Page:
Hospitals across the south and south east are reportedly earning among the country's highest amounts from car parking charges.
A study by the PA new agency found one in three hospitals in England put up the cost of parking last year, with patients and visitors objecting to the "exorbitant" prices. The study showed hospitals made more than £254 million from parking in 2018/19, as patients and visitors said they felt ripped off.
For the investigation, 7,883 patients and visitors who had used a hospital car park in the last two years were surveyed, and financial data was gathered from 144 NHS trusts.
Frimley Health NHS Foundation Trust made £4,962,583 in 2018/19 but officials say the money is reinvested in hospital security and site maintenance.
East Kent Hospitals University NHS Foundation Trust made £4,740,464, while University Hospital Southampton NHS Foundation Trust's figure was £4,239,851.
As part of their election manifesto pledges, Labour has vowed to scrap all hospital parking charges, while the Conservatives say parking will be free for those in greatest need, including the disabled, parents of sick children staying overnight, staff working night shifts and those regularly needing outpatients.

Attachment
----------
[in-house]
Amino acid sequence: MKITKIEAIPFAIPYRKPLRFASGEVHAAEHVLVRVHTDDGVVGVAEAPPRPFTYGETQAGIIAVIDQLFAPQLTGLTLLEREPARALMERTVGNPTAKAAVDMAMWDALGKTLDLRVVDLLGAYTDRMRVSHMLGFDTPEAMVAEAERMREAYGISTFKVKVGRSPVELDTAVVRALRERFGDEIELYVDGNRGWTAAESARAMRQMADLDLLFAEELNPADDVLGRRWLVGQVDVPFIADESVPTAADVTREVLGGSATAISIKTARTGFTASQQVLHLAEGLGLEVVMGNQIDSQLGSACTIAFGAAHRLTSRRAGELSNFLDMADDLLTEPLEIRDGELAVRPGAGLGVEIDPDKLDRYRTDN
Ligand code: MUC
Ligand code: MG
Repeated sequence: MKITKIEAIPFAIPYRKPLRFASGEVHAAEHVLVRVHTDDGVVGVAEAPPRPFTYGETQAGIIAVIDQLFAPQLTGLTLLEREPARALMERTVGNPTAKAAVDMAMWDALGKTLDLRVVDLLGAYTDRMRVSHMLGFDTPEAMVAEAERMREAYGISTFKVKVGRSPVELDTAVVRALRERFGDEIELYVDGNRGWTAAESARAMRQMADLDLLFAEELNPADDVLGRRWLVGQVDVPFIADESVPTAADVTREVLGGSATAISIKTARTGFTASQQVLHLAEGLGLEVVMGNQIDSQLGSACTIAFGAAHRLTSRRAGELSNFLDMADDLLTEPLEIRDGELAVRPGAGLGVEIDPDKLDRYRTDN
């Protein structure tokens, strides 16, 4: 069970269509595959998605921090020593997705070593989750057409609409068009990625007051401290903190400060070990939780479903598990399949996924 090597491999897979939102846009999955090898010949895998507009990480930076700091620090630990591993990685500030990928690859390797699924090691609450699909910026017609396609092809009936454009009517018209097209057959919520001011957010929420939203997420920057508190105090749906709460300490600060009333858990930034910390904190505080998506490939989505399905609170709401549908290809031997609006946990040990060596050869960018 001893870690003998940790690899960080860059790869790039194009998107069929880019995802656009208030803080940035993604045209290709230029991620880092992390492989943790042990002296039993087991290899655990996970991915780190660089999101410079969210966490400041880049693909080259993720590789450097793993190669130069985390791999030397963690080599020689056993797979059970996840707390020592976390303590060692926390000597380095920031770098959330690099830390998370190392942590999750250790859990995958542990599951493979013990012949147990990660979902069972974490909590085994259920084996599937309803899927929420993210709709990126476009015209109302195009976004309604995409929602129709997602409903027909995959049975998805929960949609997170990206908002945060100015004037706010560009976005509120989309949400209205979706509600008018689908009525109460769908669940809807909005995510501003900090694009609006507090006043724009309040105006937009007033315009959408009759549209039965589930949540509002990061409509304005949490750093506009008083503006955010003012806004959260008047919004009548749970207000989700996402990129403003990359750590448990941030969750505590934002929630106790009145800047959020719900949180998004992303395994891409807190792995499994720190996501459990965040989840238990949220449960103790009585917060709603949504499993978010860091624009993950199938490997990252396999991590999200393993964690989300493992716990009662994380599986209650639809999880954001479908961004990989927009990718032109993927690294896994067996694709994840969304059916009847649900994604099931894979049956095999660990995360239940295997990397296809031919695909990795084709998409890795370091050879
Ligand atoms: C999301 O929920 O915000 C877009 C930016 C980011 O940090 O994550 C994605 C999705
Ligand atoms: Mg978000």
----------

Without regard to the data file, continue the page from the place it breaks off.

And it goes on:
Only England's hospitals routinely charge for parking - car parks are largely free in Scotland, Wales and Northern Ireland.
"Charges for car parking at hospitals are a charge on people who are unwell, levied on them because they are unwell. We believe that patients should not be effectively charged for being ill.
"Car parks are expensive to run for the trusts that own them.